I used to HATE when my dad said this… “Let’s Reason This Out.” I knew that it meant a long conversation about why my idea was a bad one.
We used to get advertisements in the mail for 12 CDs for $1.00. I loved those letters! My sister and I would pick out all of the music we wanted and then go ask Dad for his credit card to place our order. We were met with a “Let’s Reason This Out” lecture. There was some fine print on the back that we missed apparently. We were subjected to a 2 hour lecture about why it was not a good idea to give them your credit card number. Oh the memories!!!
Last night, I found myself thanking him for these conversations.
Last week I was listening to a guy tell a story about a series of bad choices that he had made. I was shocked by what I heard.
First mistake: he friended a coworker (a girl) on Facebook. She turned around and called him a nickname in a post. A name that his wife didn’t like.
Second mistake: not unfriending her right then.
Third mistake: he went on a company outing to a national park. At this particular place they had one of those “we’ll take your picture on the way in and sell it to you on the way out” places. Somehow (I really don’t know how) he ended up in a picture alone with this same coworker.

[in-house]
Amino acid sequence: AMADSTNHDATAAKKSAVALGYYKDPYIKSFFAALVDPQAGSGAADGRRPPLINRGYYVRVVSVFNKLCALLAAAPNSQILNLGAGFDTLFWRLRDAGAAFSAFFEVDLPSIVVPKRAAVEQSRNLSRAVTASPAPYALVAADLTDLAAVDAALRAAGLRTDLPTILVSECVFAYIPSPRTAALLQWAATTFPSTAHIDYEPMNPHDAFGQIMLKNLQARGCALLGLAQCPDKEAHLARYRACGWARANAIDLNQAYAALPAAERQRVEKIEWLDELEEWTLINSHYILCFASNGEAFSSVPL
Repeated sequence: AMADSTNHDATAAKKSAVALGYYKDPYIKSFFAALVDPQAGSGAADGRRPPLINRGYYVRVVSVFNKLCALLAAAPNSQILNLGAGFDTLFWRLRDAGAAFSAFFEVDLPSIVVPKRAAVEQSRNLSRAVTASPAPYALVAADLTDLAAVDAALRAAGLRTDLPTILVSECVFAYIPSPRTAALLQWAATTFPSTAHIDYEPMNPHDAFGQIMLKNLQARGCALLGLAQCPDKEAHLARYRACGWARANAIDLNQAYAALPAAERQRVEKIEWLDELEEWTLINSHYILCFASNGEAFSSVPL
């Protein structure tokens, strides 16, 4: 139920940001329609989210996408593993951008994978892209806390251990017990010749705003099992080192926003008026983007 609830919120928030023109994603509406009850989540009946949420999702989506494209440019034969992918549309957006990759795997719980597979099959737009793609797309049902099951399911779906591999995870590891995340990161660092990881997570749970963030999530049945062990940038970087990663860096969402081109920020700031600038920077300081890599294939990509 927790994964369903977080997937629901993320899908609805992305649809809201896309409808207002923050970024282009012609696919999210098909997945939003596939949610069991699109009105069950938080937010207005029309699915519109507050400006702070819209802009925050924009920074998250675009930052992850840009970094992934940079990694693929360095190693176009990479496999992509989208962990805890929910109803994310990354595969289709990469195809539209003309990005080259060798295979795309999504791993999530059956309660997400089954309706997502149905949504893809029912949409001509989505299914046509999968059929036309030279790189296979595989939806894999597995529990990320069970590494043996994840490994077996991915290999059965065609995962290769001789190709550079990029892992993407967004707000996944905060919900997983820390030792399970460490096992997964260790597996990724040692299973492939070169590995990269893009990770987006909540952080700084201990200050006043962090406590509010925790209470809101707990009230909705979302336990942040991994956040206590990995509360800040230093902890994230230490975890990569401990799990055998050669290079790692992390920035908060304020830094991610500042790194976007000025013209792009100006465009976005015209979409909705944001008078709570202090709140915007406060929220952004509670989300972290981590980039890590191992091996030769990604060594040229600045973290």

Fourth mistake: not buying the picture or paying the people selling them to get rid of it.
Fifth mistake: letting another one of his coworkers buy the picture, frame it and display it at work.
Ugh. I’m serious. This is a true story.
Sixth mistake: Telling more people about it!
Seventh mistake: Telling someone, who makes fun of him relentlessly, where to get a copy of the picture.
As I’m listening to this story “Let’s Reason This Out” flashes through my head. I stop and ask him why is he telling us this story and why is he telling this guy where to get a copy of the picture?
He gives me a blank look like he’s not sure why I would ask that question.
The only thing that we can gather from this is that reasoning is kinda like common sense, something that not everyone has. I’m so thankful that I grew up with parents that “tortured” me with those lectures. It was really important. Some kids weren’t so lucky. I’m very thankful that I was and will make sure for certain that my children are too!